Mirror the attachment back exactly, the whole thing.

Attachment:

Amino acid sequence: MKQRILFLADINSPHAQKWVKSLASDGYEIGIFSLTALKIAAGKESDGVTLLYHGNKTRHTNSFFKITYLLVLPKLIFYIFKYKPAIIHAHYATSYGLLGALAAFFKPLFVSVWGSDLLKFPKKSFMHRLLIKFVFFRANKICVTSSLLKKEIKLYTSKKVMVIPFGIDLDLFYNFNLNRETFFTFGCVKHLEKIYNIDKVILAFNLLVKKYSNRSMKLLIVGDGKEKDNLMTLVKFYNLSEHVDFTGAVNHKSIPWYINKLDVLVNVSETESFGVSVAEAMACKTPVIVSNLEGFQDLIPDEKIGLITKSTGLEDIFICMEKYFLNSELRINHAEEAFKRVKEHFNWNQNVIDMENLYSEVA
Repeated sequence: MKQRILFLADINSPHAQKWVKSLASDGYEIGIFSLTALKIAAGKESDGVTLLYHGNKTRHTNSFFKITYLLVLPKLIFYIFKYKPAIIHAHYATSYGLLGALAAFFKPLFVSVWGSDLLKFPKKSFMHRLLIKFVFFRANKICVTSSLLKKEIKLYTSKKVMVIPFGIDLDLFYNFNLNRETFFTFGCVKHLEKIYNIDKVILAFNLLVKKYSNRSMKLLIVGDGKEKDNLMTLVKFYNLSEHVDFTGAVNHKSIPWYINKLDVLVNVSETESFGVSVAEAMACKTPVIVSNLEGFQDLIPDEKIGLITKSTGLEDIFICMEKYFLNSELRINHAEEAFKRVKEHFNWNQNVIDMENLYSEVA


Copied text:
Amino acid sequence: MKQRILFLADINSPHAQKWVKSLASDGYEIGIFSLTALKIAAGKESDGVTLLYHGNKTRHTNSFFKITYLLVLPKLIFYIFKYKPAIIHAHYATSYGLLGALAAFFKPLFVSVWGSDLLKFPKKSFMHRLLIKFVFFRANKICVTSSLLKKEIKLYTSKKVMVIPFGIDLDLFYNFNLNRETFFTFGCVKHLEKIYNIDKVILAFNLLVKKYSNRSMKLLIVGDGKEKDNLMTLVKFYNLSEHVDFTGAVNHKSIPWYINKLDVLVNVSETESFGVSVAEAMACKTPVIVSNLEGFQDLIPDEKIGLITKSTGLEDIFICMEKYFLNSELRINHAEEAFKRVKEHFNWNQNVIDMENLYSEVA
Repeated sequence: MKQRILFLADINSPHAQKWVKSLASDGYEIGIFSLTALKIAAGKESDGVTLLYHGNKTRHTNSFFKITYLLVLPKLIFYIFKYKPAIIHAHYATSYGLLGALAAFFKPLFVSVWGSDLLKFPKKSFMHRLLIKFVFFRANKICVTSSLLKKEIKLYTSKKVMVIPFGIDLDLFYNFNLNRETFFTFGCVKHLEKIYNIDKVILAFNLLVKKYSNRSMKLLIVGDGKEKDNLMTLVKFYNLSEHVDFTGAVNHKSIPWYINKLDVLVNVSETESFGVSVAEAMACKTPVIVSNLEGFQDLIPDEKIGLITKSTGLEDIFICMEKYFLNSELRINHAEEAFKRVKEHFNWNQNVIDMENLYSEVA